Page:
HONG KONG (AFP) - Asian markets rose yesterday, tracking gains on Wall Street following a report that the United States could delay its plan to hit Mexico with tariffs.
The threats against Mexico have intensified anxiety among investors, who were already rattled by the seemingly endless US-China trade war.
But US stocks enjoyed a bounce Thursday after Bloomberg News reported that Washington could push back its plan to impose tariffs on Mexico on June 10 to allow more time for talks on illegal immigration.
Upbeat comments from Mexican Foreign Minister Marcelo Ebrard, who said the talks with US officials had yielded progress, added to the positive mood.
Export-dependent Mexico has been scrambling to stem the flow of Central American migrants to the US - deploying troops along its border with Guatemala, blocking a new caravan and freezing the bank accounts of suspected human traffickers in a bid to appease Washington.
“The slightly better tone to the Mexico immigration negotiations has seen all US major equity indices end the day in positive territory,” Rodrigo Catril, strategist at National Australia Bank, said in a commentary.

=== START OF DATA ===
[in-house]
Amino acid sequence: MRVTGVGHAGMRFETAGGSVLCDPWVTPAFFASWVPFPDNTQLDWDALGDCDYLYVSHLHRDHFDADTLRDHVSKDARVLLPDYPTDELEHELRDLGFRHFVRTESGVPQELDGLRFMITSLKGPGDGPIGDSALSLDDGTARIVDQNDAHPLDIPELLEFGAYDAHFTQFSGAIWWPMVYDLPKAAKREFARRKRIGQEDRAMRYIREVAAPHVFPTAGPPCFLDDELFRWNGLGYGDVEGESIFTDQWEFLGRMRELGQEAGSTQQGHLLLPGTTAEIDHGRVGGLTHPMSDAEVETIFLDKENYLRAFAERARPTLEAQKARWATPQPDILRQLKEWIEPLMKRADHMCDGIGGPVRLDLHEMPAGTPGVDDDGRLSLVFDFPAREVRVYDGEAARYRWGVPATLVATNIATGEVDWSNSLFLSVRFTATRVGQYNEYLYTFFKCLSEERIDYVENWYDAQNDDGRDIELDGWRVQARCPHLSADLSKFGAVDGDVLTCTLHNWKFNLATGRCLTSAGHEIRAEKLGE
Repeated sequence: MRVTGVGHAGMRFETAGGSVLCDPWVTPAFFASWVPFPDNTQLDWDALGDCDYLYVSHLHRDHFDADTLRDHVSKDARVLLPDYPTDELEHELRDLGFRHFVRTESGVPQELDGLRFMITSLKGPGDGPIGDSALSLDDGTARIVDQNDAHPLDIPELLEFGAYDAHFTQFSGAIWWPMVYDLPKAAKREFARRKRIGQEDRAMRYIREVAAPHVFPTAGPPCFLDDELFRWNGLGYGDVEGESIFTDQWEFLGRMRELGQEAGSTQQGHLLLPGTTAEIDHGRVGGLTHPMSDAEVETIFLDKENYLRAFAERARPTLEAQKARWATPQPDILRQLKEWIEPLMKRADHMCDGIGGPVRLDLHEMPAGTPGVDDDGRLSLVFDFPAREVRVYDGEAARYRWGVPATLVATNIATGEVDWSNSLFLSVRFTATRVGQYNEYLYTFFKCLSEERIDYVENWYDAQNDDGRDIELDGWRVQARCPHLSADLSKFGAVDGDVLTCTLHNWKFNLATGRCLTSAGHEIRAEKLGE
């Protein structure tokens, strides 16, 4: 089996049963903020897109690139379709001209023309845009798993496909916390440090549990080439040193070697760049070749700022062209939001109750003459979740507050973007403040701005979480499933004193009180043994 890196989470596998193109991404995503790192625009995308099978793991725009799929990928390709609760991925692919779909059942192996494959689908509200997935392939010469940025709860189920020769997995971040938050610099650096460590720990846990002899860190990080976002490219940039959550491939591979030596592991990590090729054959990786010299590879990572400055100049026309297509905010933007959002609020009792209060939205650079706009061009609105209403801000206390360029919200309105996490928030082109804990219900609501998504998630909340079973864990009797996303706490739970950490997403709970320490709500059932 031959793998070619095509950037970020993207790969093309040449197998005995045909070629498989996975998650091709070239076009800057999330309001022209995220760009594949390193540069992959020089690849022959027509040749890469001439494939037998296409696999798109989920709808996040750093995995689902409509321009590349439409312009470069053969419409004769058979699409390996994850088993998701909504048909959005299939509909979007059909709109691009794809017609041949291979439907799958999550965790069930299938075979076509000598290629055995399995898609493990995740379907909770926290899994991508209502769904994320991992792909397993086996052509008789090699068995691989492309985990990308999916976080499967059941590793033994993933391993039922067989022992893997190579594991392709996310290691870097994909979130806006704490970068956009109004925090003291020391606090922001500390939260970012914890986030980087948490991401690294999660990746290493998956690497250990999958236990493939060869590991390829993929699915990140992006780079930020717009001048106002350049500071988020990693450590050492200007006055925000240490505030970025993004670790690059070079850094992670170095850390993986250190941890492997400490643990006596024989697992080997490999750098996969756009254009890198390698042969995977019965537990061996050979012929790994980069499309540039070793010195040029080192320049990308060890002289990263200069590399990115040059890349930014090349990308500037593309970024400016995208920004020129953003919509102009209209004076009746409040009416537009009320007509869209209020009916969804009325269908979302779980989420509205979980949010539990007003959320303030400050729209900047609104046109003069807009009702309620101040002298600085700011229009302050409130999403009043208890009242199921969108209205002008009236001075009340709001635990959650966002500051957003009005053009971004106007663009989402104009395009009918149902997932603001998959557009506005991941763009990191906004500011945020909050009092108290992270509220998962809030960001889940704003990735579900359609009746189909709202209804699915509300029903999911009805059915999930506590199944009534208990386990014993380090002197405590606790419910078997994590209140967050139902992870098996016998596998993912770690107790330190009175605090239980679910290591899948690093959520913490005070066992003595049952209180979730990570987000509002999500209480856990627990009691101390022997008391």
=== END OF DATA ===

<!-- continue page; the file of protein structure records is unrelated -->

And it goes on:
Tokyo closed 0.5 percent higher yesterday. Sydney jumped 1.0 percent and Seoul edged up 0.2 percent while Singapore climbed 0.4 percent. Markets in Hong Kong and mainland China were closed for a public holiday.
European markets made modest gains in early trade, with London and Paris rising 0.5 percent while Frankfurt was up 0.4 percent.
Amid mounting concern for the health of the global economy, central bankers have taken a dovish stance to head off a recession.
The European Central Bank announced on Thursday that it would extend its key interest rates for the eurozone currently at historic lows -- for at least the next six months.
The signals from the ECB have brought relief to investors as the eurozone battles rising worries about growth and inflation.
The trade tensions have lowered overall growth forecasts, with no date set for negotiations to resolve the US-China spat.
“The US-China dispute will drag on, with the next round of talks unclear, with a chance of a meeting of the two leaders in Japan as part of the G20 at the end of June,” said OANDA senior market analyst Alfonso Esparza, adding that the summit could yield “good news”.
“Then again, we have been here before, where an agreement was within reach, only to be snatched away at the last second,” he added.